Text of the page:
Tall (cotton) tale: Casa del Mar's plant sets another record

 

Tall (cotton) tale: Casa del Mar's plant sets another record

 

Date: July 21, 2010
by: Robin Hartill | Community Editor

 
 

As winter temperatures reached record lows, Casa del Mar General Manager D.M. Williams had two concerns: The first was his orchids, which he wrapped to protect them from the cold. The second was his cotton plant.

Cotton thrives in warm temperatures and usually doesn’t survive the year’s first freeze, which was probably one reason that Williams had been able to grow three record-setting cotton plants, setting a total of four Guinness World Records at the resort. To preserve the plant, he brought in three gas heaters and left them burning under the plant, which had set its first record Oct. 23, 2009, at 30 feet, 4 inches tall.

On July 15, Longboat Key Fire Rescue Lt. Michael Murphy climbed up the ladder on a town fire truck to reach the top of the plant and held out the measuring tape, which he then lowered down to Casa del Mar Assistant Manager Mark Meador and Manatee County Agriculture Assistant Ervin Shannon to record the official height: 31 feet, 7 inches. Shannon gave a smiling Williams a pat on the back, as Williams stepped forward to confirm: Guinness World Record No. 5.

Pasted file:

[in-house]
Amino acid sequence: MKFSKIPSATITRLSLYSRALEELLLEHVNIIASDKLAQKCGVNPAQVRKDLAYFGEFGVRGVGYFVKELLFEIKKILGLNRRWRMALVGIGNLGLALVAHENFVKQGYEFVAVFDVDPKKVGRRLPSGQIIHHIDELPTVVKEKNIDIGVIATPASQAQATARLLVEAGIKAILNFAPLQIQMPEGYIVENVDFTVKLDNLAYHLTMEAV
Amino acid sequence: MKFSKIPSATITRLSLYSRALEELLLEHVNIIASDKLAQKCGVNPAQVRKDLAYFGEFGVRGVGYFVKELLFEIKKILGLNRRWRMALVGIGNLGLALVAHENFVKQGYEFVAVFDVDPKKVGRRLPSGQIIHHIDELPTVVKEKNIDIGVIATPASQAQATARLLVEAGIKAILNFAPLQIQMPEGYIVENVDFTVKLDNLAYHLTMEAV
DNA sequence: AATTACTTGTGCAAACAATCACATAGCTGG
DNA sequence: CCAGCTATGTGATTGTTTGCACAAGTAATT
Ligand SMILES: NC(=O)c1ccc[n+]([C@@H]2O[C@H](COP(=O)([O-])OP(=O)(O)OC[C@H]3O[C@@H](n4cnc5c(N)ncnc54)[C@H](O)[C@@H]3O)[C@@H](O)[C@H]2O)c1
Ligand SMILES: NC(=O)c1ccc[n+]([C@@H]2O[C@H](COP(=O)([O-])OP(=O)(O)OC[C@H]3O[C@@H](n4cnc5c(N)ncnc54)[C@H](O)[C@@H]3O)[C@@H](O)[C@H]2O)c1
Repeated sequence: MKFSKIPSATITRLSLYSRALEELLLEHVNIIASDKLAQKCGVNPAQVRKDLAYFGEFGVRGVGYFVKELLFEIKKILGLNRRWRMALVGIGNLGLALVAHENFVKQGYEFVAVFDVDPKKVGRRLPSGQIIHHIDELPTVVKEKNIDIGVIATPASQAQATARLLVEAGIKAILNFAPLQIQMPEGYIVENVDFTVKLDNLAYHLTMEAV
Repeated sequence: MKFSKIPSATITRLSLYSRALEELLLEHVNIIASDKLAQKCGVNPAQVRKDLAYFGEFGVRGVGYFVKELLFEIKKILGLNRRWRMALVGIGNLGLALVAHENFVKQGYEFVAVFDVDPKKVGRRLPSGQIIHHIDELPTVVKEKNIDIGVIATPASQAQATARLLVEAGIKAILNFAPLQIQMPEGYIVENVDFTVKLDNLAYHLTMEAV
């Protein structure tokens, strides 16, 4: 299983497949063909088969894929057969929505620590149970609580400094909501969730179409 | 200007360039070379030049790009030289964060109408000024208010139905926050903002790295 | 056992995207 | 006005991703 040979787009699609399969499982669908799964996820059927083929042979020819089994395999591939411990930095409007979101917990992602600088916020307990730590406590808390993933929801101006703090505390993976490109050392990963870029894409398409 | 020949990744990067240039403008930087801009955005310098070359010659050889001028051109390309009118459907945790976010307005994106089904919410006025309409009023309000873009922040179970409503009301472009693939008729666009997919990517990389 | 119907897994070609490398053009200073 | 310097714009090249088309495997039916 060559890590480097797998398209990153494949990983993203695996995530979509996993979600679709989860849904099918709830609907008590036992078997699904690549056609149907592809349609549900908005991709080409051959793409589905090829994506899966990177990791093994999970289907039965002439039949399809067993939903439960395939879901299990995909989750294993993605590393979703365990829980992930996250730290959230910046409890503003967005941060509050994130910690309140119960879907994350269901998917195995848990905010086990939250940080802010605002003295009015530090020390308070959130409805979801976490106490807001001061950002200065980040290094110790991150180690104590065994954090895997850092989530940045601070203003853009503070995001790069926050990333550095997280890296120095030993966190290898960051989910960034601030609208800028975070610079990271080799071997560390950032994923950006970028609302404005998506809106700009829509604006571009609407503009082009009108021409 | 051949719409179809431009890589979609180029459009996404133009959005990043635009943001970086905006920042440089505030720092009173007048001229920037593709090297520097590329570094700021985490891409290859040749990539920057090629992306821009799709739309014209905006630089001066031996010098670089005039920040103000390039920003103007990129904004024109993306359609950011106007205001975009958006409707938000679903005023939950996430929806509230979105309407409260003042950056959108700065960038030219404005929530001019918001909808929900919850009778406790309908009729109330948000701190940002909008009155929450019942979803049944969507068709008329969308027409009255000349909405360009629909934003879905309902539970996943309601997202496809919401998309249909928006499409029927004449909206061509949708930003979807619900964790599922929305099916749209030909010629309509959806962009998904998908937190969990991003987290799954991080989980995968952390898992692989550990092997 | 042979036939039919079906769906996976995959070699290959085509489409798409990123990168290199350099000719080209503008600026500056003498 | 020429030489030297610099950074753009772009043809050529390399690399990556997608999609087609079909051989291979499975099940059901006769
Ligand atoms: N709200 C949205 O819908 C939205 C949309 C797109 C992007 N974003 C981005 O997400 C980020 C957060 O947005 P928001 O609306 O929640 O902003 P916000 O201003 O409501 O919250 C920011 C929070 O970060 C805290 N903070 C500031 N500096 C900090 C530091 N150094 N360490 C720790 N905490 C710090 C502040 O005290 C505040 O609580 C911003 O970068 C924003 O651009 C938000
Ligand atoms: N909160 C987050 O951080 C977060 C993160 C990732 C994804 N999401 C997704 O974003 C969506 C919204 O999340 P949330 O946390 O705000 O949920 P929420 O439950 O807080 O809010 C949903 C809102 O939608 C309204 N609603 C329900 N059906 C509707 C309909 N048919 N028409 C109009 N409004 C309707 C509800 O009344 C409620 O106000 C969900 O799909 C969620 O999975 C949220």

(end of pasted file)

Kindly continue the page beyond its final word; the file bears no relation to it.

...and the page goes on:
Casa del Mar’s cotton tales date back to about 1988, when Williams’ brother, Lonnie Trellis Williams, was visiting from California and said that the property’s garden needed a cotton plant. Williams refused, in part because his own history with cotton dated back even further, to the 160-acre Texas cotton farm where he and his 10 siblings grew up. His brother said it would bring back memories; Williams wasn’t sure he wanted those memories brought back. Finally, Williams agreed that he would plant cotton if his brother sent him the seeds.

Williams thinks he could have set a world record in 1992. A cotton plant just outside of the office had grown to 11 feet, 2 inches, compared to the average cotton-plant height of 3-and-a-half feet to 4-and-a-half feet. But Guinness World Records didn’t have a category for cultivated plants then, and creating one required lots of paperwork. In 2003, another plant on the property grew to 20 feet.

“I said, ‘Mark, we’re going to submit this one for the Guinness Book of World Records,’” Williams said.
Williams helped create the “cultivated plants” category, and, in 2004, his plant set a world record at 25 feet, 1 inch. That plant died the next year, but by 2006, another plant broke the previous record, recorded at 27 feet, 7 inches. In 2007, the same plant beat its own record at 29 feet, 6 inches. And when that plant died, the resort’s current plant took over record-setting duties.

Casa del Mar’s plants’ records have never been challenged.

Williams said that when he first submitted his plant for consideration, a Guinness World Records official based out of London told him there wasn’t much interest in cotton.

Williams told the official to check the tag of his shirt.

“Everyone in the world should be familiar with cotton because just about everyone in the world wears something made out of cotton,” he said.

Contact Robin Hartill at rhartill@yourobserver.com.

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